Mulhall column: Mosquitos, methane, and moonbeams |

Mulhall column: Mosquitos, methane, and moonbeams

Mitch Mulhall

After opposing Proposition 114, the 2020 wolf reintroduction initiative that passed by a whopping 1%, I had reservations about dressing down another budding ballot measure.

Then along came Proposition 16.

Titled “Protect Animals from Unnecessary Suffering and Exploitation,” a more truthful moniker might read, “Kill Colorado’s Livestock Industry in a Decade or Less.”

Reading the initiative overwhelmed me with so many objections that, like the mosquito in the nudist colony, it was hard to know where to begin.

So, I picked two: First, the initiative redefines common veterinary practices in Colorado Revised Statutes (CRS) section 18-9-201(5) as “sexual contact with an animal,” and, second, it “allows” common livestock slaughter methods when an animal has lived one-quarter of its expected lifespan (18-9-202(1.9))—as re-defined in section 18-9-201(3.5).

The initiative redefines sexual contact with an animal in a way that includes rectal palpitation, a technique a Doctor of Veterinary Medicine uses to determine how far a cow is along in pregnancy.

Without going into detail, rectal palpitation enables a veterinarian to determine a calf’s gestational progress by feeling the shape of a cow’s uterus.

Suffice it to say a prurient view of this veterinary practice is not supported by the value most people place on the colonoscopy, the prostate exam, and numerous other human medical procedures.

Livestock reproduction doesn’t just happen. Veterinary evaluation of a cow’s pregnancy provides a rancher with an approximate due date. Cows expected to calve early can be separated from cows expected to calve late. Quite simply, ranchers use this information to responsibly manage the calving season.

Besides, redefining a veterinary technique as sexual contact with an animal doesn’t really fit in this time of rapidly expanding pronouns and biological subjectivity. It does, however, serve the initiative’s purpose by complicating responsible herd management.

This brings me to a second problem with Proposition 16.

Perhaps one of the strongest objections to livestock as food production is slaughter. Yet the initiative not only omits any objection to slaughter practices, it supports them — providing an animal lives one-quarter of its lifespan as defined by the initiative.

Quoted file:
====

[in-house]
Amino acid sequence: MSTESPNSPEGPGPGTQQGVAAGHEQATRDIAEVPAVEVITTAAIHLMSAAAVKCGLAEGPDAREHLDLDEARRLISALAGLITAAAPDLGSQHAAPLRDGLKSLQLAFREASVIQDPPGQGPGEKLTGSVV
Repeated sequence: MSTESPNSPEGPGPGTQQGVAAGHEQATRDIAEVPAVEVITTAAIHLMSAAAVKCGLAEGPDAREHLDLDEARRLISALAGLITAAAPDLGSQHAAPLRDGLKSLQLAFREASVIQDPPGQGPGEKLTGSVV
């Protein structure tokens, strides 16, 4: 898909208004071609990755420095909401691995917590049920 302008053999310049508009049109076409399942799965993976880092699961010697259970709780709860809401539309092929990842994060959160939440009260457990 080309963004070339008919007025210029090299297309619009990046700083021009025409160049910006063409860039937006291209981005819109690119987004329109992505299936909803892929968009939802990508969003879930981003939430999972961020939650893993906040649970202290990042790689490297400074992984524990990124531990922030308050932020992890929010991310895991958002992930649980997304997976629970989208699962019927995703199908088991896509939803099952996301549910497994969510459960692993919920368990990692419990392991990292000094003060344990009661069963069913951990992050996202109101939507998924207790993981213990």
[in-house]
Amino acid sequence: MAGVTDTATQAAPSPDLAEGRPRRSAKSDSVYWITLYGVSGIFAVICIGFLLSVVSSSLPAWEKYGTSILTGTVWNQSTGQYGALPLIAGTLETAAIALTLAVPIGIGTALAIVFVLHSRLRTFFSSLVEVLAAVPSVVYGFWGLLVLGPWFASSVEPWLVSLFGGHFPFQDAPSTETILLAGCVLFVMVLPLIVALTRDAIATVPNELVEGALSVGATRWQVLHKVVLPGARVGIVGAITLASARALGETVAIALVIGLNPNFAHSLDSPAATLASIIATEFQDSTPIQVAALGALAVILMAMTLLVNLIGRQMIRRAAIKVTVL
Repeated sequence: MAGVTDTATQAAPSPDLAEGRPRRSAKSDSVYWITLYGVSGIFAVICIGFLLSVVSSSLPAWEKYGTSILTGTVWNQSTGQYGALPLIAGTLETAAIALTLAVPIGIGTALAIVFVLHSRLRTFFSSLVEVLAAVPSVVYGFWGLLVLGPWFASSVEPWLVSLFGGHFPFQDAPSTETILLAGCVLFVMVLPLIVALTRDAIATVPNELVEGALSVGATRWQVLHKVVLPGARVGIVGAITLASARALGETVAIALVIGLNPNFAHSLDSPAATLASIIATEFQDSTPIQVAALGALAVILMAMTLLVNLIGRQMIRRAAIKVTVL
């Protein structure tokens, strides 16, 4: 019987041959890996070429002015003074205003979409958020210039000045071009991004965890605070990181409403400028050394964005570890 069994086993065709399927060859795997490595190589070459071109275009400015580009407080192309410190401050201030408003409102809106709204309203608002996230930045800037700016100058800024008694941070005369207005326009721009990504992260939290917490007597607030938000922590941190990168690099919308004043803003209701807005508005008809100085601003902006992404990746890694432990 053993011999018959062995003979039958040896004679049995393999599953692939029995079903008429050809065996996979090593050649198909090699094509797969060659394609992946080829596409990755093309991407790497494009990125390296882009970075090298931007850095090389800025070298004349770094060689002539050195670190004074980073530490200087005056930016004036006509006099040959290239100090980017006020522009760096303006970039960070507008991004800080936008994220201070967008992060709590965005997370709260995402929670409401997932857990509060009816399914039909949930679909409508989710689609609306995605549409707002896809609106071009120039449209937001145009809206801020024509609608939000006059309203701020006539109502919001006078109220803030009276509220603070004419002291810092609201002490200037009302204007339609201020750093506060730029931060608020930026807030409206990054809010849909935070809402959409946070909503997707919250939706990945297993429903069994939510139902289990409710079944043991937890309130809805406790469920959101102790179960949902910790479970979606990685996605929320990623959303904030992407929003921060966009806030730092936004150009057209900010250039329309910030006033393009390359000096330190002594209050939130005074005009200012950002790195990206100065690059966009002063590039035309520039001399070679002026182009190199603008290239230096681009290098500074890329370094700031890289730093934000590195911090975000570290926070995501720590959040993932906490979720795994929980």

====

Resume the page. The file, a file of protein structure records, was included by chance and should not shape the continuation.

This is no incidental concession. The initiative’s quarter-life provision says you can slaughter bovine, porcine and other domestic species if the animal has lived one-quarter of its life. The initiative adds lifespan definitions for some domestic species to the statute. The lifespan of a cow, for example, it defines as 20 years.

Most cattle raised for food production are slaughtered in 12 to 24 months from birth. Requiring a cow to reach at least age five before slaughter doesn’t just muck with the production timeline, it renders ranching unprofitable.

Land only supports so many cows. Ask any rancher. It’s a “sustainability” issue: Too many cows graze pastures down to nothing. A rancher must, therefore, develop a herd no larger than his land will sustain. Given this axiom, the initiative’s quarter-lifespan provision reduces a rancher’s revenue by more than half.


At the risk of oversimplifying, suppose a rancher’s land supports a herd of 100 cows ranging in age between birth and 2 years. If he manages his herd well, he can run his operation on annual sales of about 50 cows.

If the initiative passes, our rancher’s 100-head herd must now consist of cows ranging between birth and 5 years. If our rancher hopes to have an annual operating budget, he must stagger the ages of cattle in his herd. Supposing he does a balanced job of it, our rancher now operates on the sales revenue of only 20 cows.

Were the price of Live Cattle fixed at $2.50 per pound (and it’s not), the quarter-lifespan provision drops our rancher’s annual revenue from about $70K to less than $30K.

So why would you want to threaten veterinarians with sex-crime charges and cut ranchers’ annual revenues by more than half?

It’s not about eliminating bovine flatulence or obviating our Governor’s meat-free holiday. Rather, Proposition 16 is about regulating Colorado’s livestock industry out of existence.

Do not sign a petition for Proposition 16. If it somehow makes the ballot, vote no.

Mitch Mulhall is a husband, father and longtime Roaring Fork Valley resident. His column appears monthly in the Post Independent and at

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